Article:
In a season where there might not be a whole lot to cheer for, outside of the inevitable debuts of Travis d’Arnaud and Zack Wheeler and the continued maturation of Matt Harvey, something that Mets fans can take pleasure in is watching homegrown southpaw Jon Niese try to take the next step forward and bring himself into the next tier of starting pitchers.
Over the past three full seasons, we’ve seen Niese take some giant steps forward, improving his stock from fourth starter ceiling to a bona-fide number two starter and de facto ace of the Mets staff. He has done so by cutting his walk rate from a decent 3.21 BB/9 in 2010, to a stingy 2.32 BB/9 in 2012, while maintaining a strikeout rate of more than seven per nine innings.
The peripheral stats have always, at the major league level, indicated that Niese was a better pitcher than his win-loss record and ERA indicated.
He struggled with incredibly high BABIPs in his first two full seasons, posting a .324 mark in 2010 and .333 in 2011. For this reason, Niese had never been able to perform close to his FIP or xFIP marks. For example, in 2011, he posted a 3.38 xFIP, yet his ERA ended up at 4.40.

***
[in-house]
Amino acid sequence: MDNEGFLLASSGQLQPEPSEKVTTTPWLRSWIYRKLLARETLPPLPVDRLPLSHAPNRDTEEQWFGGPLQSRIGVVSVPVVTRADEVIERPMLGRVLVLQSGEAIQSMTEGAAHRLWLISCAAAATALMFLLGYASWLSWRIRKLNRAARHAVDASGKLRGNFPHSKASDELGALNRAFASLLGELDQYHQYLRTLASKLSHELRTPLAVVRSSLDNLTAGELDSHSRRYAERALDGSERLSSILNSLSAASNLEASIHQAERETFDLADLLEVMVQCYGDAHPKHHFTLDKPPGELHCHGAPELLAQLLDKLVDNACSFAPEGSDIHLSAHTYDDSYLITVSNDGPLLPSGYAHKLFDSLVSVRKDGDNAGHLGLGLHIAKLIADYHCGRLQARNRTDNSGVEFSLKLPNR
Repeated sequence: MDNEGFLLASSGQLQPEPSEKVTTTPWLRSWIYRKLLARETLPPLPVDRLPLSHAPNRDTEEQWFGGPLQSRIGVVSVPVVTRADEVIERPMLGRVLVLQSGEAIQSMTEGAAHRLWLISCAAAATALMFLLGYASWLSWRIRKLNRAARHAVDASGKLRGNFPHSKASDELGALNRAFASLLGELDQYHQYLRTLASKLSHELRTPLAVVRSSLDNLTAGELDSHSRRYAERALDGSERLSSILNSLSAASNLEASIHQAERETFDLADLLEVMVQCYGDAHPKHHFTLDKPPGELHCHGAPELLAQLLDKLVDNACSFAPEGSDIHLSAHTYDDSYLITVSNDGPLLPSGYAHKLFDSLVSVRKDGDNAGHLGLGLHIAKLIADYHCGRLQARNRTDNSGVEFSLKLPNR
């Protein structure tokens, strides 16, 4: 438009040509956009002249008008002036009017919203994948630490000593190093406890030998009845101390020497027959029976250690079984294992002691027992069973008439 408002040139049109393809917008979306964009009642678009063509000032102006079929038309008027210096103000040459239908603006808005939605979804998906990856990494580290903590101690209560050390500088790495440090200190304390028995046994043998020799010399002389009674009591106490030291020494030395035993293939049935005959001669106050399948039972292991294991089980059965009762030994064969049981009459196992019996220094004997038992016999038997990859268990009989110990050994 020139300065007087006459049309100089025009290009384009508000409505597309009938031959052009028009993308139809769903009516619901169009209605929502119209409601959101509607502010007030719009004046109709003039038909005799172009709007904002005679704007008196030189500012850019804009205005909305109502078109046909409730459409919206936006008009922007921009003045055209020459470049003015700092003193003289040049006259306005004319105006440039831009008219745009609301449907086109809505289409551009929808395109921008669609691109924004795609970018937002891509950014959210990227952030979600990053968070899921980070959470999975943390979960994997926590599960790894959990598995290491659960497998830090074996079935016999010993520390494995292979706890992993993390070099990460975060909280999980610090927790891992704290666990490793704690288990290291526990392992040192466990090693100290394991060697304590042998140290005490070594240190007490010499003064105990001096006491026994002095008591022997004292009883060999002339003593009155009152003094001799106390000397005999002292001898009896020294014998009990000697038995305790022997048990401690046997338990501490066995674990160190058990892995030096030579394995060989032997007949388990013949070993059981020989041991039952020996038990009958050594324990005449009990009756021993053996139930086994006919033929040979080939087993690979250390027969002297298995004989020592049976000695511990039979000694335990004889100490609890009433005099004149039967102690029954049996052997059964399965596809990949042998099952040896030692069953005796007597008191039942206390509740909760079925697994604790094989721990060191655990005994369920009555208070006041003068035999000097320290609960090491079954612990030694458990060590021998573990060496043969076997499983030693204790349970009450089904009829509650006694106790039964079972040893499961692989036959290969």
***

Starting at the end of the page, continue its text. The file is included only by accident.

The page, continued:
Last year, however, it all changed for Niese. Opponents had only a .272 BABIP, his ERA was better than his FIP, and he seemed to finally have everything click.
While it may be easy to simply write this off as luck or regression to the mean (the mean here being the .300 BABIP that serves as the approximate midpoint on the normal distribution), it is likely that a simple change in Niese’s approach is responsible for a significant portion of the improvement.
The most significant change for Niese last season was a lesser dependence on the four-seam fastball and a heavier dependence on the cutter.
In 2011, 54.9% of the pitches Niese threw were four-seamers, and his cutter accounted for 17.2% of pitches. In 2012, the four-seamer was only used 49% of the time, and the cutter was up to 27.8%.
Good thing too, because last season the cutter went from his worst pitch (-6.9 runs above average according to PITCHf/x) to his best (10.6 runs above average).
To put that in perspective, it was the best cutter in baseball last season by that metric. The next best belonged to Yu Darvish, whose cutter was valued at 7.3 runs above average.
The increased reliance upon such a dominant pitch could very well be responsible for the giant step forward Niese appeared to take last season, as well as his early season successes in 2013.
If Niese can demonstrate that the success of his cutter last year was no fluke, and can maintain a reasonable BABIP (somewhere in the .285-.305 range), there is no reason to doubt that he can indeed take another step forward in 2013 and become a legitimate ace, instead of just the by-default ace he is now.